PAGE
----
In all cases of misbehaviour or bullying the teacher can only discipline the pupil on school premises or elsewhere when the pupil is under the lawful control of the staff member.

More detailed advice on teachers’ powers to discipline, including their power to punish pupils for misbehaviour that occurs outside school, is included in ‘Behaviour and discipline in schools – advice for headteachers and school staff’.

All DfE documents



Under The Children Act 1989 a bullying incident should be addressed as a child protection concern when there is ‘reasonable cause to suspect that a child is suffering, or is likely to suffer, significant harm’. Where this is the case, the school staff should report their concerns to their local authority children’s social care. Even where safeguarding is not considered to be an issue, schools may need to draw on a range of external services to support the pupil who is experiencing bullying, or to tackle any underlying issue which has contributed to a child engaging in bullying.

Please read:

Working Together to keep Children Safe in Education 2015.

New Ofsted Framework, September 2015.

Cyberbullying and the law


The legal framework described on these pages that applies to bullying generally, is of course also relevant to cyberbullying. But there are other aspects to take into consideration.

For a detailed description of Cyberbullying and the Law,  download this guide from

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The Equality Act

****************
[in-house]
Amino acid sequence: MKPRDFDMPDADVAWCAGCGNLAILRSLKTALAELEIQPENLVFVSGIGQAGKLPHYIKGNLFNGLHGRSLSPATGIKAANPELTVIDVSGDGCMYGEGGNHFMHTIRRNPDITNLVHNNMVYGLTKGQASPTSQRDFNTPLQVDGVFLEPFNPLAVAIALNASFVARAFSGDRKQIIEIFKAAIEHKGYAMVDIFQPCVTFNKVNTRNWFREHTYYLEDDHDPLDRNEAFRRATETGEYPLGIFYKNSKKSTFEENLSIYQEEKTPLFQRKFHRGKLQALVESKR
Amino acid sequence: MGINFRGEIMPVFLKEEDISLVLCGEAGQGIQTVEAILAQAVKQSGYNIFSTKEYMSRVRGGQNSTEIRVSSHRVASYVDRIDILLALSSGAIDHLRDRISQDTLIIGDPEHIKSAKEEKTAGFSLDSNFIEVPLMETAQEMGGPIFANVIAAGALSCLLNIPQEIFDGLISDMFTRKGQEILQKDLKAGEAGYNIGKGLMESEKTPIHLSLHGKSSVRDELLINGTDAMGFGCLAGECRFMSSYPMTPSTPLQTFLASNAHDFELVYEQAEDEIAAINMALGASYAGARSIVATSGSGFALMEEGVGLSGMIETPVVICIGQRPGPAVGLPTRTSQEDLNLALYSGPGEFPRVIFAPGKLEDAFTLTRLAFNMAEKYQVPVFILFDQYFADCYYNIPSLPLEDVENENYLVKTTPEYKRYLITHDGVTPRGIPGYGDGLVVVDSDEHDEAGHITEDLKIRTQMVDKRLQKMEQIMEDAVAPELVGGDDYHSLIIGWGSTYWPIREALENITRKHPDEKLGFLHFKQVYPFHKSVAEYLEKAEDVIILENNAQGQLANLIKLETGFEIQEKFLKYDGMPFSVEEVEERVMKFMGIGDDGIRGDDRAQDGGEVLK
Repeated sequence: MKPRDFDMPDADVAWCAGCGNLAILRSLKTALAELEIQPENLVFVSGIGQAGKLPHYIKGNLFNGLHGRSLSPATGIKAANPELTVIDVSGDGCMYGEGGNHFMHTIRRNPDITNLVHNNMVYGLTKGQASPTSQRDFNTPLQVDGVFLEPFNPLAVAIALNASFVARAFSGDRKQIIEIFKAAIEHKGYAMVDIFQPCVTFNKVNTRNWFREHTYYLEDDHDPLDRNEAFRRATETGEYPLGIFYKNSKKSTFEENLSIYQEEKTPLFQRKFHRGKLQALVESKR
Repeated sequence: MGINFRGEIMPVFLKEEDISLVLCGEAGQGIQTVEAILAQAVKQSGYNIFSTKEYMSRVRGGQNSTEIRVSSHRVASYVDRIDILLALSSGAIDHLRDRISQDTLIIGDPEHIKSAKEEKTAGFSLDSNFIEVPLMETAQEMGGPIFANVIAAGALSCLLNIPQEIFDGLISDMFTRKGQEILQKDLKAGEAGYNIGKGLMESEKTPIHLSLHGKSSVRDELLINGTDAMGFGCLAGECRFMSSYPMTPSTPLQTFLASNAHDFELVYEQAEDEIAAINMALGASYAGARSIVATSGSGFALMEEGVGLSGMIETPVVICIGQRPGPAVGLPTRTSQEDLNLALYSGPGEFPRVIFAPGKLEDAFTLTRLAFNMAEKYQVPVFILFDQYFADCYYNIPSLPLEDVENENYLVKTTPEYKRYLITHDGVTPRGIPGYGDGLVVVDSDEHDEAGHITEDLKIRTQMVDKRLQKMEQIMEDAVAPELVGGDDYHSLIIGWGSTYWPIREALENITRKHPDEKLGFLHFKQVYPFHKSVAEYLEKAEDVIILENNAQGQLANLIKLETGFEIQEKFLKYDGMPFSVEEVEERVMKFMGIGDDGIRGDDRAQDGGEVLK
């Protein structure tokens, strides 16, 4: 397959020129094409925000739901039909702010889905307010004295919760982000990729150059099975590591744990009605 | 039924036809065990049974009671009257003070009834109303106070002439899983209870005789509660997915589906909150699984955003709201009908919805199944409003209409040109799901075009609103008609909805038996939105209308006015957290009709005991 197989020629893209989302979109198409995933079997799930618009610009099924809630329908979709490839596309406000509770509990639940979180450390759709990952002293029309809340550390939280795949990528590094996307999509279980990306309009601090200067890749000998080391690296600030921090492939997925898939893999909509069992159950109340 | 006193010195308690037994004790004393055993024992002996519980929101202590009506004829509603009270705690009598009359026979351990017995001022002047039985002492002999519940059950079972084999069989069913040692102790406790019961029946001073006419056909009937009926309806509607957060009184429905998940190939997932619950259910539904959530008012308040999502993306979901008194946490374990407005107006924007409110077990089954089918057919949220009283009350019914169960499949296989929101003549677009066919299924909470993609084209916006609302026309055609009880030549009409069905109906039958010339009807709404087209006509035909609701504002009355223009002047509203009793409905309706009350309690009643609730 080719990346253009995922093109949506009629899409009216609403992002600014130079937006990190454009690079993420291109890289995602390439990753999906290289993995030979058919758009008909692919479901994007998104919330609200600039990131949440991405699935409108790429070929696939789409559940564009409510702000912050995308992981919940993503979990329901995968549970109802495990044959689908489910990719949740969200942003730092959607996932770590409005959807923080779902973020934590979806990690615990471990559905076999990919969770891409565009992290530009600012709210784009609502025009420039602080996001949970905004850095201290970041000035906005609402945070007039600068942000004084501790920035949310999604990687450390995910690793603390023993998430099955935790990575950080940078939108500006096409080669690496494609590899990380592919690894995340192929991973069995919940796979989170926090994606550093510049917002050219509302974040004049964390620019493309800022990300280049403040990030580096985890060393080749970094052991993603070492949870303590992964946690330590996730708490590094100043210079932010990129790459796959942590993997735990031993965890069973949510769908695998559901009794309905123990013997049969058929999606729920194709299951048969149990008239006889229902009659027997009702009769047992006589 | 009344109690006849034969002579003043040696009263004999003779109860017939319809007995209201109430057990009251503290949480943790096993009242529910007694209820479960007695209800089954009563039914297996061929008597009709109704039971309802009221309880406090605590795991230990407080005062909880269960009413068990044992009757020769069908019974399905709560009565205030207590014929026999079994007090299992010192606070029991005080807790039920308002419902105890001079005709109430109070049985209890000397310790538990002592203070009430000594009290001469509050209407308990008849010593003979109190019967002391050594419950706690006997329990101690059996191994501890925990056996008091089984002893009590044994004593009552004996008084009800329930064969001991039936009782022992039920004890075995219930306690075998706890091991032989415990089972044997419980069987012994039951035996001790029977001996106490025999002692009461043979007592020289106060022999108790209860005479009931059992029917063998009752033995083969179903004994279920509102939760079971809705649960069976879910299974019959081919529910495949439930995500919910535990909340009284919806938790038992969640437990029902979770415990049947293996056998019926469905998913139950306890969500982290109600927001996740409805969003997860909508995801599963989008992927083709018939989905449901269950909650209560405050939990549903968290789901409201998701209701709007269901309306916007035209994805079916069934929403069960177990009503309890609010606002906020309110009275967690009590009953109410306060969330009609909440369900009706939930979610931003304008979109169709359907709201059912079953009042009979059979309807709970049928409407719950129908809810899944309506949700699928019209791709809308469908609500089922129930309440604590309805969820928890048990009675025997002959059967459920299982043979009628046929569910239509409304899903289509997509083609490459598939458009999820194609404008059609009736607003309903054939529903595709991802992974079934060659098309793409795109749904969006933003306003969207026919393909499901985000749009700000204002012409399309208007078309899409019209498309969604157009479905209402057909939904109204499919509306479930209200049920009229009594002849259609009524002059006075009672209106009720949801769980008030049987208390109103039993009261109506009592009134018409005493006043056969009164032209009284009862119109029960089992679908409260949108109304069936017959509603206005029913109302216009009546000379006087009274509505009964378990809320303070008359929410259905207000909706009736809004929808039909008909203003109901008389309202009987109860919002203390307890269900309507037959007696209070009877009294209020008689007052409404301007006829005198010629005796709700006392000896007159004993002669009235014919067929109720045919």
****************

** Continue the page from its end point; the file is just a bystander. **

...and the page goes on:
The Equality Act 2010 replaces previous anti-discrimination laws with a single Act. A key provision is a new public sector Equality Duty, which came into force on 5 April 2011. It replaces the three previous public sector equality duties for race, disability and gender, and covers age, disability, gender reassignment, pregnancy and maternity, race, religion or belief, sex and sexual orientation. The Duty has three aims. It requires public bodies to have due regard to the need to:

 eliminate unlawful discrimination, harassment, victimisation and any other conductprohibited by the act

 advance equality of opportunity between people who share a protected characteristic and people who do not share it

 foster good relations between people who share a protected characteristic and people who do not share it.

Maintained schools and Academies are required to comply with the new Equality Duty.

Part 6 of the Act makes it unlawful for the responsible body of a school to discriminate against, harass or victimise a pupil or potential pupil in relation to admissions, the way it provides education for pupils, provision of pupil access to any benefit, facility or service, or by excluding a pupil or subjecting them to any other detriment. In England and Wales Part 6 of the Act applies to maintained schools and Academies and to other independent schools.